architecture : urban : visual culture

Allwater Pavilion - when Bricks are Drops

Allwater Pavilion is an experimental building, which was built to explore the potential and importance of ‘Water House’ on architecture and sustainable design. ‘Water House’ building is a hybrid construction system, in which water is contained in an (opaque/transparent) solid core, the fluid parts are essential constituents of the structure, and water volumes are connected in the whole building to form a united fluid mass.

Allwater Pavilion marks an important stage of 10year-long research. The inventor of the system, Matyas Gutai started working on ‘Water House’ at The University of Tokyo in the laboratory of Professor Kazuhiko Namba. Matyas patented the research after he finished his PhD in 2010. It took three more years to build the pavilion. At the last stage, the research was also supported by Budapest University of Technology and Economics ( by Professors Jeno Kontra and Janos Varfalvi), Guardian (glass materials), Jüllich Glas (glass manufacturing), Schal-Tech (glass façade) and Knauf (insulation). Matyas currently continues ‘Water House’ research at The University of Tokyo in the laboratory of Professor Kengo Kuma as a post-doctorate researcher. There he is working on a book, ‘Trans-structure’, which focuses on the emergent design paradigm of responsive-able structural systems. The book will be published by Actar Publishers this year.

Naturally there have been previous attempts to utilize water as a building material. Nicholas Grimshaw designed a pavilion for Seville Expo in 1992 with constant water flow on the outside surface of the south glass façade, and also added water tanks to the perimeter wall. Kengo Kuma designed Water Branch project with plastic-water bricks for disaster areas. The plastic elements can be used to transport water and food to the site, and after that the bricks can also be utilized for construction of temporary shelters. Paris's Centre Pompidou and EMPAC (in Troy, New York) both introduce fluid infill in steel structural members to increase fire resistance, and the latter also uses the fluid as a heating and cooling medium.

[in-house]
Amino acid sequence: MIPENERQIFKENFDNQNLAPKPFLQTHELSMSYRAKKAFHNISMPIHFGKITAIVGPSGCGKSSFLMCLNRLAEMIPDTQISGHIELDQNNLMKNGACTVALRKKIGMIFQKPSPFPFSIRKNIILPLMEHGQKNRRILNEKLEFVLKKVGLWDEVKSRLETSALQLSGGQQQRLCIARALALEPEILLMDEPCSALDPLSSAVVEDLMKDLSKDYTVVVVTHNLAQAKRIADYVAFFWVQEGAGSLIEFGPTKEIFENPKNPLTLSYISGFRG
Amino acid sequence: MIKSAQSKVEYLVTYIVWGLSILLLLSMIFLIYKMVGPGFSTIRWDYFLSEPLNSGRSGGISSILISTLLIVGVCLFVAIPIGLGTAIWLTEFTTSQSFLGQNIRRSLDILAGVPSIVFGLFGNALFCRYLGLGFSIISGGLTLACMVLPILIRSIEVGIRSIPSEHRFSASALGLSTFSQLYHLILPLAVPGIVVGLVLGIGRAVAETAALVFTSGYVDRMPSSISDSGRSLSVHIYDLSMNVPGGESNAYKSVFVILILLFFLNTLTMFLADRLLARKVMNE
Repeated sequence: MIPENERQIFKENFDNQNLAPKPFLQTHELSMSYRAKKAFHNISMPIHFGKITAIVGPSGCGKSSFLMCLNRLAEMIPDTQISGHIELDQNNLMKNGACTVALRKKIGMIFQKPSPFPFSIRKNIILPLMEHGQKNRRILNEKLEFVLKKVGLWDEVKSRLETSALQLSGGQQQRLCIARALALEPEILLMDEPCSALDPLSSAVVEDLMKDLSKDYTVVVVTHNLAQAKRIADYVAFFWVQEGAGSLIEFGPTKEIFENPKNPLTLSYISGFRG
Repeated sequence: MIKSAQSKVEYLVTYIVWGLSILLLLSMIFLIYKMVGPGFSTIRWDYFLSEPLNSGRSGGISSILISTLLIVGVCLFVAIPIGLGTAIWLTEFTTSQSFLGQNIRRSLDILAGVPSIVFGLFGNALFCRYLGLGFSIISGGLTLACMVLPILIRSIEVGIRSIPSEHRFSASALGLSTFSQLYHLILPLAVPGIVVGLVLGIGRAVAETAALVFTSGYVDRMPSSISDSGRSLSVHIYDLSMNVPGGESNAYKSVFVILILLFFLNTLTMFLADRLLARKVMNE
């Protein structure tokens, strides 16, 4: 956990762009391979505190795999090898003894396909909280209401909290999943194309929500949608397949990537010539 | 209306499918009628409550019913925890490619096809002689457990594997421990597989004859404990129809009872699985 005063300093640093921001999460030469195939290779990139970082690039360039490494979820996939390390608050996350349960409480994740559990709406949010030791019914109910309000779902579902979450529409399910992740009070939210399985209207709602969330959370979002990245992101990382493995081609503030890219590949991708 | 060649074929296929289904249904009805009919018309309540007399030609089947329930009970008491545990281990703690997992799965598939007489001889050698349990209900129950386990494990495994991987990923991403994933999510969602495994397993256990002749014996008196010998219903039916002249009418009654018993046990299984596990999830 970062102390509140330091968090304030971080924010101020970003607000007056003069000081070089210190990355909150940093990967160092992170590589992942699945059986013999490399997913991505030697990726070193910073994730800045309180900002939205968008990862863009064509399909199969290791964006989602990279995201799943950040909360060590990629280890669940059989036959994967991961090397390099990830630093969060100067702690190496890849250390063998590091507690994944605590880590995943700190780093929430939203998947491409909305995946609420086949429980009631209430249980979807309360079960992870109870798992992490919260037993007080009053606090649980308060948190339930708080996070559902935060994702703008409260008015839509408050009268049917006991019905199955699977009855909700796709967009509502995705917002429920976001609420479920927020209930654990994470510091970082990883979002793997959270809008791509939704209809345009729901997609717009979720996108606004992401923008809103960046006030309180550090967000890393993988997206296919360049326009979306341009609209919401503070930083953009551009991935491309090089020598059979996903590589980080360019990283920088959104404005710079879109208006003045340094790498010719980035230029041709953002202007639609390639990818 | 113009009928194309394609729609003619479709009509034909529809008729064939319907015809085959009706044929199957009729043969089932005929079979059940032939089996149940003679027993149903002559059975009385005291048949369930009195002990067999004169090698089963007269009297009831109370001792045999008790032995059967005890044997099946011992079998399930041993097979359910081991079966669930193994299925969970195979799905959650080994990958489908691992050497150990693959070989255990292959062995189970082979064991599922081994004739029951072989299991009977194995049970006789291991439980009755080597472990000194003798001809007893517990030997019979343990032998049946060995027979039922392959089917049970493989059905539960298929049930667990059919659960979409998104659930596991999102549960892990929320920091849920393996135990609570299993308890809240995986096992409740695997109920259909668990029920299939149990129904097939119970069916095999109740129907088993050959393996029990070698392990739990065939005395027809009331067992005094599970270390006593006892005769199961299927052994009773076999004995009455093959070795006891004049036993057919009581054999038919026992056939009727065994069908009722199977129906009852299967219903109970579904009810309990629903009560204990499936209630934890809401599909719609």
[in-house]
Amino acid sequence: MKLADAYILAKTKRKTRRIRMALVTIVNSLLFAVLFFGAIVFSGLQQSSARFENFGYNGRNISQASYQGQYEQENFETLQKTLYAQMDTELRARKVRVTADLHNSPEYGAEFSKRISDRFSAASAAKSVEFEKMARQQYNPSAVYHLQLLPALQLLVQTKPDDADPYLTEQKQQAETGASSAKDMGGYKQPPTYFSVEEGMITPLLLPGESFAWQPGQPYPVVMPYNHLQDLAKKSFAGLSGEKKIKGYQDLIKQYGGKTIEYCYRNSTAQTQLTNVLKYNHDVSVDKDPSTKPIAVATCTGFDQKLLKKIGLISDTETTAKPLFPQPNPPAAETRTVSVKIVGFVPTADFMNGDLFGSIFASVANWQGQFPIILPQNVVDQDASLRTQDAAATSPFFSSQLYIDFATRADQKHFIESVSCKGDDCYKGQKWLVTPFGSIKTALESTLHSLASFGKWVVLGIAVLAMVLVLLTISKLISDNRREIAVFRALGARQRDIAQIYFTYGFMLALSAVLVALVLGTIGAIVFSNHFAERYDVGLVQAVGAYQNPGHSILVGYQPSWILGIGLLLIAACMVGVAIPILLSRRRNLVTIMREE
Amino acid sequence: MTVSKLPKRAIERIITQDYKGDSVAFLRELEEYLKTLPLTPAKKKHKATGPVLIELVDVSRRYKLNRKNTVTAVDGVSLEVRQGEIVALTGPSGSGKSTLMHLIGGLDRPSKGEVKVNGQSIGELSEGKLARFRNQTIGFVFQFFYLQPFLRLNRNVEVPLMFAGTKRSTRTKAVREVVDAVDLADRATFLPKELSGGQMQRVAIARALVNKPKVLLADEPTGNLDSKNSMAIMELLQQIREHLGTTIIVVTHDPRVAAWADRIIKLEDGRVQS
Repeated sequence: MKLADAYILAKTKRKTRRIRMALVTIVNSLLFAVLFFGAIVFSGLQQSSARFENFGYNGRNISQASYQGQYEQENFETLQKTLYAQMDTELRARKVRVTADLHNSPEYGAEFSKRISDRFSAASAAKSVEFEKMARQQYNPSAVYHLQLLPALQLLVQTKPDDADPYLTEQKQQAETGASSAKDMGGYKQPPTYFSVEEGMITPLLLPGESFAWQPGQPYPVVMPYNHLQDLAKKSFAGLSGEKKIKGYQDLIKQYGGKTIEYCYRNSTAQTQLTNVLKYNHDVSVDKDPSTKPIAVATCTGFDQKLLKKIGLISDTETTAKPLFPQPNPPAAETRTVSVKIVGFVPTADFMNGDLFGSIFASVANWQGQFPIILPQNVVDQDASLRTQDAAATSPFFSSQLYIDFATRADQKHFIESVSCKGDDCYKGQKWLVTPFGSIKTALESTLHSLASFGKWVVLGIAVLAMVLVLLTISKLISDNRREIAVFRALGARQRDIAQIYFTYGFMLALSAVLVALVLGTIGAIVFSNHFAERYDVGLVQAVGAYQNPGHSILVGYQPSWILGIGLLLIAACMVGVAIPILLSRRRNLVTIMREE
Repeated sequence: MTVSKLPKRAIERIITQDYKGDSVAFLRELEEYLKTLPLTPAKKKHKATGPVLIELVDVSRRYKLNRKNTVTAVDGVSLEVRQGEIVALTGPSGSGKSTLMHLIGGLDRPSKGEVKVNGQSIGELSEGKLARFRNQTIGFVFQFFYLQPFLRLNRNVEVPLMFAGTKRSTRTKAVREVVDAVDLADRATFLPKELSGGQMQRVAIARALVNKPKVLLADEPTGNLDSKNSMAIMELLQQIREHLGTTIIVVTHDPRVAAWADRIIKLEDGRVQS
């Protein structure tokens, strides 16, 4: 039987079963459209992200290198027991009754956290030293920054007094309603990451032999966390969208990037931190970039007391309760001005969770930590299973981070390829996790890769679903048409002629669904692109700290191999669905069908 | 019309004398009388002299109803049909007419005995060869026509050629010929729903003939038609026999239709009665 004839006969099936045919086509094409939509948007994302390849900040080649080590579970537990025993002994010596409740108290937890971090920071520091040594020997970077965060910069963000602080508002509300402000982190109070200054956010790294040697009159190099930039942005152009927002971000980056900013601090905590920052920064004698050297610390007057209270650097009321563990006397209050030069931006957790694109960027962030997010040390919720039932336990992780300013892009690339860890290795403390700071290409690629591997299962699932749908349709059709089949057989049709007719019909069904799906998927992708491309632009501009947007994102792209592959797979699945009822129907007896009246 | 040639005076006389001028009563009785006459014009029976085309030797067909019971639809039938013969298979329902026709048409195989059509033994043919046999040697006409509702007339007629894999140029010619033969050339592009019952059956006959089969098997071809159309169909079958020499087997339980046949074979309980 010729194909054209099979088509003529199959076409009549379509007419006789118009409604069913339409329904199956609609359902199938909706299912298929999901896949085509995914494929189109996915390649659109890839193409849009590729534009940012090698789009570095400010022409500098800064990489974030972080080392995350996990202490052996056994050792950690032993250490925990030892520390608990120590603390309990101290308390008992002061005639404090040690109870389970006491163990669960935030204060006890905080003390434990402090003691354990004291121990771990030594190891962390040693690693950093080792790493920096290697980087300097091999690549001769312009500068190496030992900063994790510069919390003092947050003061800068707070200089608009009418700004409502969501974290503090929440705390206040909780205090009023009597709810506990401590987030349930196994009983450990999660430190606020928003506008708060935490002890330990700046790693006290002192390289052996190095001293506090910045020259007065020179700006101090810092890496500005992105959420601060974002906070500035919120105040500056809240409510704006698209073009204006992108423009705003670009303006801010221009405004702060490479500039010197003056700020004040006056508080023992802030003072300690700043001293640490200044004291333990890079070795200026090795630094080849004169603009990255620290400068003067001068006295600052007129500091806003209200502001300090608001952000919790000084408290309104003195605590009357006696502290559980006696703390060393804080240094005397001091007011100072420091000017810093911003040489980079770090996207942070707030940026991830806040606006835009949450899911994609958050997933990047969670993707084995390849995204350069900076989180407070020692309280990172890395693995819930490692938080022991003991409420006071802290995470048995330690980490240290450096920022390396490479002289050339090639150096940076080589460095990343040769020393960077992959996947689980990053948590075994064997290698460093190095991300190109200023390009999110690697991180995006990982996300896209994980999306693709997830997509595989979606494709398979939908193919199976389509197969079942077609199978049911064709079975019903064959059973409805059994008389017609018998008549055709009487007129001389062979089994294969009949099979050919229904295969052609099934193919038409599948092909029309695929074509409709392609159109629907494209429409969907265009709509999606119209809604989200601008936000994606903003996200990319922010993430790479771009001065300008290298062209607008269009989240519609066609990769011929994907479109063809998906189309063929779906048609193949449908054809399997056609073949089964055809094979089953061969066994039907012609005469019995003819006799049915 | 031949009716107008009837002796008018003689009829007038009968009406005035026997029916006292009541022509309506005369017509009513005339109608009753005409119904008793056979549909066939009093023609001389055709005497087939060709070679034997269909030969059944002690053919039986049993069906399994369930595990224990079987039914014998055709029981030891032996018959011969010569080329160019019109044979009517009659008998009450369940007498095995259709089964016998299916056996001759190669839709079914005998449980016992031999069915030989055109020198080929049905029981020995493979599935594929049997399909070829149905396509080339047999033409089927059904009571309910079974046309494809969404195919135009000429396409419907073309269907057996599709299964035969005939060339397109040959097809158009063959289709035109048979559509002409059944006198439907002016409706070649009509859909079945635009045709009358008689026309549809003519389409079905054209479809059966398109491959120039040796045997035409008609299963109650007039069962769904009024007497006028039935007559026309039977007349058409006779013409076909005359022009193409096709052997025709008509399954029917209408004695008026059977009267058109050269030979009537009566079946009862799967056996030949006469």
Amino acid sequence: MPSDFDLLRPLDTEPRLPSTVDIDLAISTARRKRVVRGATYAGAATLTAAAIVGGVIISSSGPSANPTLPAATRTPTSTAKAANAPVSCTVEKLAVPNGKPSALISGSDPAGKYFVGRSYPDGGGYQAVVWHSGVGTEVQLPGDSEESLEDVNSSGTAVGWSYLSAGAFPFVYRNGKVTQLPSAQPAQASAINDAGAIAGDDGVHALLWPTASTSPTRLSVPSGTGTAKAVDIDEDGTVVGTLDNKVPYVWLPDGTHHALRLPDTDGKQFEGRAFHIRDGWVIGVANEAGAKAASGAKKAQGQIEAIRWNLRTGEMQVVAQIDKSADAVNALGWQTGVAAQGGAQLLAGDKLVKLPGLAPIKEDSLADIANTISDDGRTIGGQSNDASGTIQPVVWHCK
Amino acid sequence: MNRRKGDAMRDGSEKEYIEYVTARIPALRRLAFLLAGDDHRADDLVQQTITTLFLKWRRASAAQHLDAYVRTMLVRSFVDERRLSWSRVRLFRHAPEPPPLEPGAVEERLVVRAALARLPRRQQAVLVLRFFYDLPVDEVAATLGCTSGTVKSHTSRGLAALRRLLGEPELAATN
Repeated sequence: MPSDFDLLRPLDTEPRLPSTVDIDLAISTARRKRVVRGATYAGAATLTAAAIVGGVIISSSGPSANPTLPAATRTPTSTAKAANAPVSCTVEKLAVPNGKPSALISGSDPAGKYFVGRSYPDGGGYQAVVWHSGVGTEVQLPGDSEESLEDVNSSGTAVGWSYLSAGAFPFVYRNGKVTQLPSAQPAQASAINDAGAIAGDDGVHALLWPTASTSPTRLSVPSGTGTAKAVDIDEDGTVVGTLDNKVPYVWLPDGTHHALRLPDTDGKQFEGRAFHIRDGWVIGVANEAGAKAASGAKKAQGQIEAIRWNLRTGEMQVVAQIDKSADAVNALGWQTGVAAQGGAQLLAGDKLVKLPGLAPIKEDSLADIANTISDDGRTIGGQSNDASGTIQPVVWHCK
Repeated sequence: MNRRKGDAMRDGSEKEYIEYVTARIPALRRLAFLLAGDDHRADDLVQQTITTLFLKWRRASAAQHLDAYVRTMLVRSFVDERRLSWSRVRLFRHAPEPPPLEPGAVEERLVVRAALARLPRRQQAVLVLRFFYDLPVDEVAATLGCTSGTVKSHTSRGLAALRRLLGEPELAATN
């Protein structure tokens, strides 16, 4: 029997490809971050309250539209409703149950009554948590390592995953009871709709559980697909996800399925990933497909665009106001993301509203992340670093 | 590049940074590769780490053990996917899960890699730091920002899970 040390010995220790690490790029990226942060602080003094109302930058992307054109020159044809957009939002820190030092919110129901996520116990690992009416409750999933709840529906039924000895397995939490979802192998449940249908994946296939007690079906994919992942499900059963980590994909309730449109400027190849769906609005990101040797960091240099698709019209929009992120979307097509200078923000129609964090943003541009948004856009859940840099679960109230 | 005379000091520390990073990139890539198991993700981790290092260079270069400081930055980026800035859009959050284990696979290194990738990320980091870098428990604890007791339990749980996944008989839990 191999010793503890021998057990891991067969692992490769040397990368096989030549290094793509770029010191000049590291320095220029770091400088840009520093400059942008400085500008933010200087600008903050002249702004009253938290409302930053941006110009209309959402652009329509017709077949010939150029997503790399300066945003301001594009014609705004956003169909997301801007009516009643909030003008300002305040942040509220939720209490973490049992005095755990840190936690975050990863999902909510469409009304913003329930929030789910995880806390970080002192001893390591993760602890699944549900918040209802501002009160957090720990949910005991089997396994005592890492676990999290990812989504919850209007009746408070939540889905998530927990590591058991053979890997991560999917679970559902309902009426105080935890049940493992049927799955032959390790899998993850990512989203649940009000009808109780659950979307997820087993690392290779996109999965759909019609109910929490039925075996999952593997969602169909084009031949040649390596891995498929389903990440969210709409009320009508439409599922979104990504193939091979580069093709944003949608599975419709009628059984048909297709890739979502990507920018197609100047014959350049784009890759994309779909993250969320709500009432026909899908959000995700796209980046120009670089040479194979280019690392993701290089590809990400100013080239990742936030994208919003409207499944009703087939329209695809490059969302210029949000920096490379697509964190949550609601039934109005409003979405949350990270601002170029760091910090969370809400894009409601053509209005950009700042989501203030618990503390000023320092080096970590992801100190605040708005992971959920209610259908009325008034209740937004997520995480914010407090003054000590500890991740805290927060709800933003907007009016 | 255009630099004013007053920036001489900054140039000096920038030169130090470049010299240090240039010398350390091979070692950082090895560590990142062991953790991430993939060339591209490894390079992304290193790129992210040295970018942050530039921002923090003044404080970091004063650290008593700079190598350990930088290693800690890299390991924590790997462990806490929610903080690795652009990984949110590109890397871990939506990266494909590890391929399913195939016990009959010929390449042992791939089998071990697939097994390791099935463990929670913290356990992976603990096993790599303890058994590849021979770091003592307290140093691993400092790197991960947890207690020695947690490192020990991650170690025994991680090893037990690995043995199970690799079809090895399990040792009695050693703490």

In the case of ‘Water House’ however, the fluid volumes are contained and visible in a permanent structure, and by joining all panels, the whole fluid volume acts as a single mass, similar to the Earth, where Mass (soil), Insulation (air) and Distribution (water) cooperates to achieve stable microclimate. The only difference is, that what would take a year on Earth needs seconds in a building.

‘Water House’ works in a different way than solid architecture. Conventional buildings for instance try to close heat out during summer. Allwater Pavilion welcomes it and stores it for later use, since the whole building is also a heat collector. Building elements are mono-functional since the modern age (each constituent serves only one purpose), but Allwater Panels are multifunctional: heater, cooler, heat collector, distributor, etc. Solid energy-efficient buildings always limit the amount of transparent surfaces (because their impact on energy consumption and thermal comfort), but ‘Water House’ has no such limitation, because heat mass incorporates glass surfaces, which also increases the building’s heat collection. Conventional buildings are light or heavy, but ‘Water House’ is both, light during construction and heavy in operation, since water is available locally and filled in the last stages of the building process. The most significant difference however is the inherent embedded responsiveness of the water structure. Conventional structural design aims for stability - in both the sense of thermal comfort and structure - through strength, that is through more material. ‘Water House’ achieves this through resilience and constant adaptation. This capacity provides an energy-efficient solution for an ideal microclimate, in which surfaces and air both are constantly kept at an ideal temperature, for best possible thermal comfort. Finally, Allwater Pavilion presents us the qualities of ‘fluid space’, in which even transparency becomes relative to the observer's actual position and external climatic conditions, and ‘Performative transparency’ is resulted by the properties of water and the effects of water flow.

Stability is essential for architecture in both the sense of structure and energy. Solid building conceives stability as a product and consequently the design strategy is defined by strength and predetermined states of structure. Hybrid buildings are however based on ceaseless transition and adaptation, which is allowed by the ‘in-made smartness’ of the material. This quality and structural behaviour allows us to rethink sustainable construction and can lead to a new paradigm in architecture, which gives us the opportunity to transcend the limitations of sustainability as sources of inspiration.

 

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